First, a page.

Australia heat wave, fire threat update: Australian fire threat not over yet, authorities warn

Fears that hot, dry weather would spark a deadly inferno in the Australian state of New South Wales failed to eventuate Tuesday, but authorities warned on Wednesday that the danger was not over yet.

A change in wind direction brought temperatures off record highs in the southern state, but the hot conditions moved further north where temperatures were expected to reach 36 degrees Celsius (96 degrees Fahrenheit) in the Queensland capital, Brisbane.

The fire danger north was rated as "very high," lower than the "catastrophic" warnings issued Tuesday in NSW where temperatures reached a record high of 43 degrees Celsius (109 degrees Fahrenheit) in Sydney.

The "catastrophic warning" was lifted Wednesday but the fire risk was still considered "severe" in the northeast of the state. In "severe" conditions, the NSW Rural Fire Service warns that a fire could be "unpredictable, uncontrollable and very fast moving."

"We've got temperature forecasts for places like Grafton of 41 degrees (105 degrees Fahrenheit) and winds gusting up to 50 kilometers an hour (31 mph). So whilst it's not as quite as bad as yesterday, by no means is it an easy fire day now for the northern part of New South Wales," Rob Rogers, Rural Fire Service Deputy Commissioner told ABC News 24.

Firefighters continued to battle around 130 fires in the state on Wednesday, he said, adding that authorities' main priority was to snuff them out before a predicted temperature rise later this week.

"Let's not forget that towards the end of the week and into Saturday we're returning to very hot conditions. So any fires that we have burning now under these conditions will probably break containment lines if we don't get a really good hold on them early."

On Wednesday, the Australian Bureau of Meteorology confirmed that the recent heatwave had set new temperature records.

The average maximum daily temperature of 40.33 degrees Celsius (104 degrees Fahrenheit) recorded on Monday was the highest since December 1972. And during the last four months of 2012, average maximum daily temperatures were the highest on record since records began in 1910, the bureau said.

Stifling heat combined with the late onset of the Australian monsoon have created a tinderbox out of large swathes of bush and scrub land across the state.

A total fire ban remains in force in NSW and the Australian Capital Territory, the home of the Federal Parliament. The total fire ban has been lifted in Tasmania, though firefighters are still battling a number of blazes across the island state.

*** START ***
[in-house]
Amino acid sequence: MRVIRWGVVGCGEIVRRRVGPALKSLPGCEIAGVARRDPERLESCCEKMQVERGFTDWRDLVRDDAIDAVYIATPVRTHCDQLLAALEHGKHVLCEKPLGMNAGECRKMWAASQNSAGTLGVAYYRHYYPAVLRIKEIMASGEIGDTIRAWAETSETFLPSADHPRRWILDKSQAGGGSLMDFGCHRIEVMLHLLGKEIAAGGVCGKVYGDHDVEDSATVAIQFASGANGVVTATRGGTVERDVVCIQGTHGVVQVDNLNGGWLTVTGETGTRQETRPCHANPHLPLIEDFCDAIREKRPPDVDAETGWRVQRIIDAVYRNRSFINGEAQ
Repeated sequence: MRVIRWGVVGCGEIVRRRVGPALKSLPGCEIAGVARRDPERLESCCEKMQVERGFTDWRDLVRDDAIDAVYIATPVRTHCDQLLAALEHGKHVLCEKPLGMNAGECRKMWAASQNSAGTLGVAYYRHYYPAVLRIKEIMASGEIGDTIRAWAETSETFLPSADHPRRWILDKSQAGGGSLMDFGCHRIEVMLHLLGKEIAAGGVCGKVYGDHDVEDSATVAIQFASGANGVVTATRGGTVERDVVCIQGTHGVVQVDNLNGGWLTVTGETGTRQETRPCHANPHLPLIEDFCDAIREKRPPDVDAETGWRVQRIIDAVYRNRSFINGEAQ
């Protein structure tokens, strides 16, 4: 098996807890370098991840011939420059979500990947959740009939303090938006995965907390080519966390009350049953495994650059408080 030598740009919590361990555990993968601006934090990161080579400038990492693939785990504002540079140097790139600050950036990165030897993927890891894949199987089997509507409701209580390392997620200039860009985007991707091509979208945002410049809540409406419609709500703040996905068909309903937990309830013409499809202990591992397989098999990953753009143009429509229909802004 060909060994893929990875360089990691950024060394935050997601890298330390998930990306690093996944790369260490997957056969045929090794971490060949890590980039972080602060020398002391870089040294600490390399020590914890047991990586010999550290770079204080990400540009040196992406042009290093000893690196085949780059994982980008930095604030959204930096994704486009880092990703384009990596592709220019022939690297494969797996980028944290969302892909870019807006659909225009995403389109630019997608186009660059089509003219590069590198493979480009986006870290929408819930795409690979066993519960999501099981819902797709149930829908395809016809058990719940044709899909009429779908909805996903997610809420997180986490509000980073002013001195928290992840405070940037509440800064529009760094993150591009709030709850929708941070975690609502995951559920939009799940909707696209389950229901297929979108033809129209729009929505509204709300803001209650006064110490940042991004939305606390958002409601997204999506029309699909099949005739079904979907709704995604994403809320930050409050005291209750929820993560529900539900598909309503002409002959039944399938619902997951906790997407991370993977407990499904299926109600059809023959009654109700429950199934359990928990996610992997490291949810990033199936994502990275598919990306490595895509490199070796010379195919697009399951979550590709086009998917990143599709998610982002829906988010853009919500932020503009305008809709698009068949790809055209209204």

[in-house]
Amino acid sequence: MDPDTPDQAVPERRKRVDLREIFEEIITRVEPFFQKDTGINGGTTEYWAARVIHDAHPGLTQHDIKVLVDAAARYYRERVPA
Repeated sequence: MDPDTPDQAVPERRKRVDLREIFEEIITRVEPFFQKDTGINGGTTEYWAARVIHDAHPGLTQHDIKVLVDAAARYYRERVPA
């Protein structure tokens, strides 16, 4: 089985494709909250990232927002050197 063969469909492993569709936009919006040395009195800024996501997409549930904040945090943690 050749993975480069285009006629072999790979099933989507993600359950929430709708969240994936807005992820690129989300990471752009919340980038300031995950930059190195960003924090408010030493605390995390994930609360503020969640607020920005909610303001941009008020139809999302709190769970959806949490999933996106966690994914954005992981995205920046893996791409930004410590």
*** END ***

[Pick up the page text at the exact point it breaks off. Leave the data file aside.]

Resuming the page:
In Victoria, flames have swept over 9,500 hectares of bushland since last Thursday, according to the Victoria Country Fire Authority.

In the early hours of Tuesday, stern warnings were issued to the people of NSW that the day carried a "catastrophic" risk of fire.

Prime Minister Julia Gillard went on early morning television to warn it was "dangerous day." People were urged to monitor reports and get out early if they were in the path of fast-moving and unpredictable fires.

The "catastrophic" fire threat had led many to fear a repeat of "Black Saturday" in 2009, when soaring temperatures and high winds fanned the flames of a series of bush fires across the state of Victoria, leaving 173 people dead and 500 injured, and destroying thousands of homes.

On Tuesday afternoon, the Australian government announced that the state fire service would be granted access to Defence Force bases, fuel and personnel as part of the federal government disaster response plan.

In the first days of the new year, extreme heat contributed to the spread of fires across Tasmania.

Firefighters are still on alert, tackling a number of blazes, as residents who were in the path of the earlier fires returned to the charred rubble of their homes. More than 100 properties were destroyed or damaged.

Rescue workers urged people to contact their friends and family amid fears that as many as 100 people were missing.

"It's vitally important that all people who were in the area at the time, and are OK, self-register their details with the National Registration and Inquiry Service operated by the Red Cross," said Acting Deputy Commissioner Donna Adams.

Police have charged a 31-year-old man for allegedly causing one of the worst of the fires by leaving a campfire unattended that was not completely extinguished.


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